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Dublin, Ohio’s Irish Days – A Lot of St. Paddy’s Day in August

By Dave Zuchowski Photos by Bill Rockwell

Entering Coffman Park., Dublin, Ohio
    It seems the folks in Dublin, Ohio can’t get enough of the celebration of all things Irish. For them, St. Patrick’s Day may come once a year, but they’ve found another way to reprise the celebration of Irish heritage in mid-summer.

Since 1988, Dubliners and folks much further away have converged in August on Coffman Park in this upscale Columbus suburb of some 41,751 residents. Their goal – to experience the culture and traditions of the Emerald Isle in what’s called the Irish Festival. Starting out as an Irish Dance Competition, the annual event has grown to become the largest, three-day Irish Festival in the world, drawing as many as 100,000 people over the weekend.

2022 will Celebrate 35 Years of the Festival

In the past up to 65 acts have taken the stage to regale attendees with live music, dance and storytelling while numerous vendors spotlight food, drink and merchandise, some with an Irish theme. As to the music, Irish and Celtic-themed bands have come to perform from as far away as Ireland, the UK, Canada, Germany and France.

In between the stages and vendor tents in the park, Irish fans can also take a penny whistle lesson, see demos of sheep herding by Celtic Canines and learn about the breeds, make family discoveries in the genealogy tent, even watch the reenactment of an Irish wake. All that is missing, it seems, are leprechauns and banshees, but I wouldn‘t be surprised to see some of those turning up.

This year’s 5K race took place on Thursday, August 5, with runners getting an event T-shirt and a commemorative medal at the finish line. Top first, second and third place male and female winners also took home a special award presented by age grouping. Due to this year’s covid pandemic, the race was limited to 1,000 runners, although a virtual option was also available.

Hungry? Try a Bit of Irish Stew

“Last year, the Festival was all-virtual,” said Sara Blatnik, marketing director for Visit Dublin Ohio. “This year, organizers made a decision to streamline the festival as a response to covid, call it Irish Days as presented by the Dublin Irish Festival and spread it out from Coffman Park into the downtown area.”

New this year was a theatrical performance in the Coffman Park Amphitheater titled “The Irish . . . And How They Got That Way.” This lively off-Broadway musical written by Frank McCourt, author of “Angela’s Ashes,” ran each evening from August 4 to 8.

Cast of “The Irish . . . And How They Got That Way” photo City of Dublin

Headed by a cast of five spirited singers and dancers, the musical tells the story of the Irish in America with considerable humor, heart-warming sentiment and astringent, even bittersweet recollections. The work runs a gamut of Irish songs beginning with the classic “Danny Boy” up through U2’s “I Still Haven’t Found What I’m Looking For.”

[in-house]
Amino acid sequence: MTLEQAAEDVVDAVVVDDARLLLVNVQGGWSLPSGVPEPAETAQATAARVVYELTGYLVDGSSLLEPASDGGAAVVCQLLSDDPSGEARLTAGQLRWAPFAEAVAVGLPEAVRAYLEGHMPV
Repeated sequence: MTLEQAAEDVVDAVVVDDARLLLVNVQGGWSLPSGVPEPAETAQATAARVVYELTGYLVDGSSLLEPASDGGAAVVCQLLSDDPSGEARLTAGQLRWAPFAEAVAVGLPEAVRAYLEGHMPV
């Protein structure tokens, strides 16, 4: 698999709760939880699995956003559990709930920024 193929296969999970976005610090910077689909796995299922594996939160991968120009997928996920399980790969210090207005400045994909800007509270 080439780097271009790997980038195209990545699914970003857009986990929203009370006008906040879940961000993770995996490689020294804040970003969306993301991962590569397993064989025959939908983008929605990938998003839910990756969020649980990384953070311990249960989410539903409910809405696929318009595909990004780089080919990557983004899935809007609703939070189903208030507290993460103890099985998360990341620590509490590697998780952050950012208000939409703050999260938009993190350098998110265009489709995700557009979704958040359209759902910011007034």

While the grounds of Coffman Park held the concert stage as well as vendor tents selling culinary treats like Irish stew, fish and chips and hot corned beef and banger sausage sandwiches, attendees were also able to purchase alcoholic beverages such as beer (of course there‘s Guinness), wine and shandies (a mix of beer and sweet lemonade).

    Downtown, the Darby Street Marketplace supplemented the merchandise available in Coffman Park. Artists and craftsmen  offered everything from wearables, including Guinness apparel, Celtic style airbrush temporary tattoos, Irish whiskey cakes and confections, Irish Festival flags and Celtic-style jewelry.
Stroll the Historic Downtown Area and Look for the Fairy Doors

In the downtown area, local Irish musicians and dancers performed on several outdoor stages and inside pubs and restaurants. For the small fry, the Wee Folk Pavilion sported games, crafts and entertainment. Something else for the youngsters, the Fairy Door Trail is a year-round activity. Participating is easy. Pick up a passport, follow the trail to 12 businesses, then look for the small fairy door secreted away in each one. After writing the name of the fairy written on the door in the passport, get all 12 names, then turn it in to the information center at 12 S. High Street and receive a free Fairy Door T-shirt.

For the adults during Irish Days, patrons are allowed to purchase alcoholic beverages from an approved establishment, then sip, stroll and explore in the Downtown Dublin Designated Outdoor Refreshment Area or DORA for short.

The New Pedestrian/Bicycle Bridge across the Scioto River

Throughout the year, patrons can also follow the Celtic Cocktail Trail to earn prizes. Access to the trail is available free and online at website After registering, participants will be sent a passport via email or text which will identify 18 different businesses (bars and restaurants).

Some of the Celtic concoctions include the Irish Sunset, a mix of Teelings Small Batch, Aperol, Lime Juice, Pineapple-Infused Syrup. ***Zero-Proof: Kaliber Pale Lager from Guinness, served at Fado Pub and the Celtic Clobber, made from Tullamore D.E.W., Oloroso Sherry, Honey Syrup, Fresh Lemon and Ginger Cordial served at the Vaso Rooftop Lounge.

The Pedestrian Bridge at Night

In non-covid years, admission to the Festival has a range of prices depending on age (senior, child) and number of days attending. A $15 fee is also charged for lawn chair seating for the concerts.. Hotels are usually sold out well in advance, and Blatnik said that some attendees even reserve a room while at the festival for the following year’s event.

For more information, phone (614) 792-7666 or

For a Place to Stay, the Courtyard by Marriott, located at 5175 Post Road, is within a few blocks of Coffman Park. Phone 614-764-9393.

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